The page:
Farley recently had surgery on his back, inflaming concerns about his injury history. However, the 22-year-old shutdown corner only had a microdiscectomy done (an outpatient procedure) and should be ready to go well before rookie minicamps. Farley has elite length, size, speed, and fluidity, making him a wide receiver’s nightmare. He also already excels in man and press coverage.
Wilson experienced a breakout season in 2020. He didn’t face a robust schedule, and the best NFL prospects he faced played for UCF. However, he has that Russell Wilson-level mobility teams love, and the 21-year-old can put the ball on a rope. His accuracy, even on deep throws, is special at times. Wilson’s ability to sling off-platform throws should captivate teams as well.
The first thing everyone points to with Smith is his size. Alabama listed the reigning Heisman Trophy winner at 6-1, 175 lbs. last year. That wiry frame might scare some teams off, but Smith had elite production over the past two seasons. He’s also an extremely refined player that generates separation with his routes and catch radius. Smith is the kind of receiver that makes lesser quarterbacks look good.
While Wilson only has one season of elite play, Fields has two years of tape at Ohio St., where he generated Heisman votes. He also went to the playoffs in each of those seasons, going 1-1 against Clemson and 0-1 against Alabama. Fields has above-average arm strength and elite speed for a quarterback. His decision-making could improve as he forced too many throws in 2020, but that’s how the Buckeyes run their offense.
13. Najee Harris, RB Alabama
Harris doesn’t have home run speed, but he’s patient and poised in the backfield. He’s tough to bring down and possesses dazzling footwork that can leave defenders eating turf. Harris also has some of the best hands by a running back prospect in recent history. Creative offensive coordinators can line him up out wide.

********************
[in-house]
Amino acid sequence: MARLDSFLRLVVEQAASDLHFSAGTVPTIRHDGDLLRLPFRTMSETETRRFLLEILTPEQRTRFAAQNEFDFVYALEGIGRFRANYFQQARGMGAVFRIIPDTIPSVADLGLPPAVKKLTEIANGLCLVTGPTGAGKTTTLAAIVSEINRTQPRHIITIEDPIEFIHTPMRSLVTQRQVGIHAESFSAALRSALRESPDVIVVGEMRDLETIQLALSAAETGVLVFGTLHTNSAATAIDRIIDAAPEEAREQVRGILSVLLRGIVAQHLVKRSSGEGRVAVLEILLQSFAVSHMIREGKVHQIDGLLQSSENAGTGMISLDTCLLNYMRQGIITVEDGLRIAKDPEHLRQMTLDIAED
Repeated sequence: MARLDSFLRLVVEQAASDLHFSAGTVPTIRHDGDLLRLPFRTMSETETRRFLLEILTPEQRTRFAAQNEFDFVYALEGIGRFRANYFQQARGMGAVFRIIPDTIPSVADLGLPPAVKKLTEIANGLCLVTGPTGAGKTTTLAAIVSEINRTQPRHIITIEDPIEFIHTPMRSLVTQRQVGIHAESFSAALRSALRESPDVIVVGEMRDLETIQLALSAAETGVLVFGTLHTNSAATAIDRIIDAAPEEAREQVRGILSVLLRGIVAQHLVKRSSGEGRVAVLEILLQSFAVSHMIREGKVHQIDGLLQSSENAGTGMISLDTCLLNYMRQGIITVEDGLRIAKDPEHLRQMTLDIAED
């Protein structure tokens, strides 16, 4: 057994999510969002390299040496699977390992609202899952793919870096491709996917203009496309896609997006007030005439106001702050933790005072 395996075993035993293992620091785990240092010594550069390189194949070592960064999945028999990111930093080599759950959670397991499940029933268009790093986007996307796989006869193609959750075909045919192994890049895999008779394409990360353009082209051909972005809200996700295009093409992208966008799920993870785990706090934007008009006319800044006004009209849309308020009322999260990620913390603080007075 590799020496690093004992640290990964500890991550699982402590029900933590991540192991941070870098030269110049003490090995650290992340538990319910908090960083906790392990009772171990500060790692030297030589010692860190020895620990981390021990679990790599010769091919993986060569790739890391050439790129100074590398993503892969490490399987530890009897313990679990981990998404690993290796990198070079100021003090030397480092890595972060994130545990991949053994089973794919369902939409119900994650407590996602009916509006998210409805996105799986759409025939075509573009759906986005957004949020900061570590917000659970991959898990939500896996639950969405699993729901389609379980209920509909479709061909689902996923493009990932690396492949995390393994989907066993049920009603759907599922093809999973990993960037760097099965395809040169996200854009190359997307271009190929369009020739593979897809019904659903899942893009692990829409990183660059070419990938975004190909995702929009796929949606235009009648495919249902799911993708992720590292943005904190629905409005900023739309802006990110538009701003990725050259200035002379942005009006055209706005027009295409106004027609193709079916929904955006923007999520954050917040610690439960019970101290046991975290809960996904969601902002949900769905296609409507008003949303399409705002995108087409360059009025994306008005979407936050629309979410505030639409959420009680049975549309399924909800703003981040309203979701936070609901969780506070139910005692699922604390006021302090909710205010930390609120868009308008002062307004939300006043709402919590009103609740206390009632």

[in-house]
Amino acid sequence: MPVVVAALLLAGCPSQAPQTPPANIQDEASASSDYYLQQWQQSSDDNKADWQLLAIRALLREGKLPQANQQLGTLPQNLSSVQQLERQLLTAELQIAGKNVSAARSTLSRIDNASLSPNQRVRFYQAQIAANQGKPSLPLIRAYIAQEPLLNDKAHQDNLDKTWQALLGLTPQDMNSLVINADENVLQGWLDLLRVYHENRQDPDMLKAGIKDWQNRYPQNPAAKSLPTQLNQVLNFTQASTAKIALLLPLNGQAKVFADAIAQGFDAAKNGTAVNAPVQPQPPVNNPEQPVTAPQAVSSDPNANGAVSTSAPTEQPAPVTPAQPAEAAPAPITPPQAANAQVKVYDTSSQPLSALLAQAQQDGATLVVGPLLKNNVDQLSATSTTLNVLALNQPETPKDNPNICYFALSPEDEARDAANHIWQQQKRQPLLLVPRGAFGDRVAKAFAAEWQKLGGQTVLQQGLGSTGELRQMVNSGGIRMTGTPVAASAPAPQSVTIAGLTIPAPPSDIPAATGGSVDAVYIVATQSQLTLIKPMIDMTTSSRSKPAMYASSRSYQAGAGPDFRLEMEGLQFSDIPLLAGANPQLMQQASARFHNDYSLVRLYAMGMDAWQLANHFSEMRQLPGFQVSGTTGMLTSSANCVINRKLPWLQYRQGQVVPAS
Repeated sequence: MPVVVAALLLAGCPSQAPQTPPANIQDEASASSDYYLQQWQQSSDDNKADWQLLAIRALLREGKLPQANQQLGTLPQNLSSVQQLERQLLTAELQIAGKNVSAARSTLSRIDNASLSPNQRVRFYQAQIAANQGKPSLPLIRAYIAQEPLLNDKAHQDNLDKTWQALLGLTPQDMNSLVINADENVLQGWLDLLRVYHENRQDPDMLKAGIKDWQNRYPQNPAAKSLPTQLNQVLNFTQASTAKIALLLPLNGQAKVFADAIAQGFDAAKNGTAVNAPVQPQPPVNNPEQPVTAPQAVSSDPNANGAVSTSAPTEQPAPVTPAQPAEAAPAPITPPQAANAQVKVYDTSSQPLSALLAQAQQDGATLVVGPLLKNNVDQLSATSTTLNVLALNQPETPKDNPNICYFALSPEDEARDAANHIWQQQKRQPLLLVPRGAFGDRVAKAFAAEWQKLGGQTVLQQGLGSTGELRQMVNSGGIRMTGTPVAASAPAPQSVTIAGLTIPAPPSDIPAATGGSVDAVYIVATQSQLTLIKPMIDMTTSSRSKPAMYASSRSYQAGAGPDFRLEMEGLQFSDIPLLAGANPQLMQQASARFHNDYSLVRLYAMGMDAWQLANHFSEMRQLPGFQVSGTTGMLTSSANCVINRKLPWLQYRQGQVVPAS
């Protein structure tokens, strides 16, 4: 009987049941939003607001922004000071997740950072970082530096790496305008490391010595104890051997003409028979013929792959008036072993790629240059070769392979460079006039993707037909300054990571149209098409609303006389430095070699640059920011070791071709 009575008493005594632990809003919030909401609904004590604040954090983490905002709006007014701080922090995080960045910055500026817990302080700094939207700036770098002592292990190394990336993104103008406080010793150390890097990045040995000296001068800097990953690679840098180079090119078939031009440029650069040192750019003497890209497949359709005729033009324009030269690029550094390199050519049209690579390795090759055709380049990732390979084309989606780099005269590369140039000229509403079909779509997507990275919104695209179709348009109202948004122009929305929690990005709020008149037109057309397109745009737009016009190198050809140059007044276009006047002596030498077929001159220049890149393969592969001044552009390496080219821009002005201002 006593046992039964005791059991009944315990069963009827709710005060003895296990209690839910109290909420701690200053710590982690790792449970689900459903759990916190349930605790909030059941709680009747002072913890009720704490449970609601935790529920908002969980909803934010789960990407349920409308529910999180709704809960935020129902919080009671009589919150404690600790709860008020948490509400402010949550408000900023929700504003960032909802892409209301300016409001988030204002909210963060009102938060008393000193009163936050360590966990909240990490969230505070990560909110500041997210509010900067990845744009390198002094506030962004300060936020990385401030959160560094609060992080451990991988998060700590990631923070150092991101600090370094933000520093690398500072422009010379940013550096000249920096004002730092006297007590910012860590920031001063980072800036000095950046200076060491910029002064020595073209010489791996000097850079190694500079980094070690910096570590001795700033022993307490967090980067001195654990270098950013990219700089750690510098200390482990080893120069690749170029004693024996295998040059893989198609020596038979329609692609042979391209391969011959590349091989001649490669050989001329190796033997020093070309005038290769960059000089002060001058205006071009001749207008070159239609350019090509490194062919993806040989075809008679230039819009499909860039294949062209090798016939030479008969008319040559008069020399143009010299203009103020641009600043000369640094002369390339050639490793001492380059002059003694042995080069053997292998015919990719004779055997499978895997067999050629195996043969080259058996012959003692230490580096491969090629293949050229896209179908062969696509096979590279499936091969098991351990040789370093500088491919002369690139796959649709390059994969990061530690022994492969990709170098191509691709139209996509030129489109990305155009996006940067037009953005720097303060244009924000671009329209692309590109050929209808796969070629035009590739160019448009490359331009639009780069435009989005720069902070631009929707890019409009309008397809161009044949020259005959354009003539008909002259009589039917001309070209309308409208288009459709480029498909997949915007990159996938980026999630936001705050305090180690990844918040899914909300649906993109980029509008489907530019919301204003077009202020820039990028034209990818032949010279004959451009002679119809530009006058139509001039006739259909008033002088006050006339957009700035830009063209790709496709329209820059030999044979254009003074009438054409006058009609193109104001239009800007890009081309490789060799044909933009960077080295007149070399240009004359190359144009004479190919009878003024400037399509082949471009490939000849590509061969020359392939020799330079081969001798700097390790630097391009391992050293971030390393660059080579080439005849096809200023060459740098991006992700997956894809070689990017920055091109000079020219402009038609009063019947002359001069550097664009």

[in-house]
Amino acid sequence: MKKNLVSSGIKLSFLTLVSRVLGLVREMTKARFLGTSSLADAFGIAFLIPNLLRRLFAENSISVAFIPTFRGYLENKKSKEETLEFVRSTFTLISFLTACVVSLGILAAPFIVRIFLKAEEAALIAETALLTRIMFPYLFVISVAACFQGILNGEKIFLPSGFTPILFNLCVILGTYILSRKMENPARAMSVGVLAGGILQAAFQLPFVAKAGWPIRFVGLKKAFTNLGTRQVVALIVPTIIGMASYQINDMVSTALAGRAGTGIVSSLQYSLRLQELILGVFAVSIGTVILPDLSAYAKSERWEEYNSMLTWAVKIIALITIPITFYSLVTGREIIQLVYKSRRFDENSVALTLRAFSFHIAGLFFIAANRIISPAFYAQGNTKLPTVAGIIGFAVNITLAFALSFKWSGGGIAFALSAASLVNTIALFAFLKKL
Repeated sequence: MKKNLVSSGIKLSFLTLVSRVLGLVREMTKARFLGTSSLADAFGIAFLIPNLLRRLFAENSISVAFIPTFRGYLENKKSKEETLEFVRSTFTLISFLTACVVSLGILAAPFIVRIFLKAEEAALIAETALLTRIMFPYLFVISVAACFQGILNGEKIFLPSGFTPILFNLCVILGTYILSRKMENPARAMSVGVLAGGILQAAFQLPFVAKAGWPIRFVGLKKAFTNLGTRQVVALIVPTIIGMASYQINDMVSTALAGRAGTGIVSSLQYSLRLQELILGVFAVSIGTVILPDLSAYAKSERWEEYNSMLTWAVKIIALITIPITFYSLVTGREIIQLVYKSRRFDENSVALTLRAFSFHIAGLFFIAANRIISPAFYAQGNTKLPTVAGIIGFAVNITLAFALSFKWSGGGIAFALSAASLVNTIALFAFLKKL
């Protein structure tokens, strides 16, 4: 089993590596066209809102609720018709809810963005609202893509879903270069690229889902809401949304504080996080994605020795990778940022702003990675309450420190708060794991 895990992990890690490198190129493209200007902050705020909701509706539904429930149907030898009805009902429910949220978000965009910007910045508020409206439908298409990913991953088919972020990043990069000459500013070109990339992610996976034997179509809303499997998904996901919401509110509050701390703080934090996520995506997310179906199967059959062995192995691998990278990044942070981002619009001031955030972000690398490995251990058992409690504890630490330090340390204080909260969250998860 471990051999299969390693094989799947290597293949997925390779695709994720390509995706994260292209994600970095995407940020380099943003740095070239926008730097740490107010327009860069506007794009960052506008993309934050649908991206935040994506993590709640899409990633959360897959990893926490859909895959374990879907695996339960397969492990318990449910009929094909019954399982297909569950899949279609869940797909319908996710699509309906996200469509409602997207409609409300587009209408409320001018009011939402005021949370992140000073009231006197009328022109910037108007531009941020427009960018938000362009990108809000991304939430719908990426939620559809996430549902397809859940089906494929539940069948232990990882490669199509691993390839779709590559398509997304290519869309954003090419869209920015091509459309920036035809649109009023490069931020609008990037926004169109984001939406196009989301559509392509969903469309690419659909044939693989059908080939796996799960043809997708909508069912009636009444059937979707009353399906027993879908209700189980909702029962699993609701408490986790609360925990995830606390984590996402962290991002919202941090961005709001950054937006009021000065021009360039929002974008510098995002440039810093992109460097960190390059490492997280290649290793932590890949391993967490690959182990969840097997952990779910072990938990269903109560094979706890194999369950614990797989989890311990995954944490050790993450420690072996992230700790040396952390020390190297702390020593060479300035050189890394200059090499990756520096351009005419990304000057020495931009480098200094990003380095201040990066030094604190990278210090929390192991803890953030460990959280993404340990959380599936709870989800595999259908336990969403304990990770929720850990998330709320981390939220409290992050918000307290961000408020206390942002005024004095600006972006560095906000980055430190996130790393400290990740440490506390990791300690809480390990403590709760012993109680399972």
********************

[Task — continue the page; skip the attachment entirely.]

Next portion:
Etienne showed real growth as a receiver and in pass protection during his four-year record-setting run with Clemson. Unlike Harris, Etienne isn’t very wiggly in the hole and is more of an elite one-cut runner. His combination of power and breakaway speed is rare among runners. Etienne is 22 years old, while Harris is 23.
Surtain has the prototypical size and length that NFL teams covet. He stands out in press coverage and can routinely lockdown opponents in man coverage despite a lack of twitch. Running a 4.42 40-yard dash at Alabama’s pro day was a huge win for Surtain, who sometimes faces questions about his ability to carry receivers vertically.
Darrisaw is arguably the best pure tackle prospect in this draft class. He improved each year at Virginia Tech and flashed an excellent blend of athleticism, bend, explosiveness, and hand usage in 2020. He’s a little rough around the edges at times and can overextend in pass protection if a rusher resets.
Vera-Tucker lined up as a left tackle for the Trojans last year, but many analysts view him as a guard prospect. He doesn’t have the usual desired length of a tackle and primarily excelled in the running game at USC, which drives the discussion around his position. However, Vera-Tucker has a good anchor and smooth footwork. It wouldn’t be shocking if he played some tackle as a rookie.
Everyone overreacting negatively to Williams’ 4.55 40-time needs to calm down. The UNC product broke tackles on nearly half his carries last season. He wins with balance, power, and vision. Williams has good short-area burst too. Besides, Clyde Edwards-Helaire ran a 4.60 last year and was still the top back drafted.
Owusu-Koramoah has some of the best instincts in this draft class. At 215 lbs., he has sideline-to-sideline range. Despite that small frame, Owusu-Koramoah made plenty of plays in the backfield during his time at Notre Dame. He showed some prowess in coverage as well. While he doesn’t have the size to break down blocks, Owusu-Koramoah excels in almost every other facet of the game.
Bateman isn’t a twitchy player and doesn’t possess great short-area speed, but he runs fluid routes and has excellent hands. His 6-2 frame also opens the door for some contested catches and a large catch radius. Bateman can get vertical if allowed to build up his speed. He struggled against physical press coverage at times despite his size.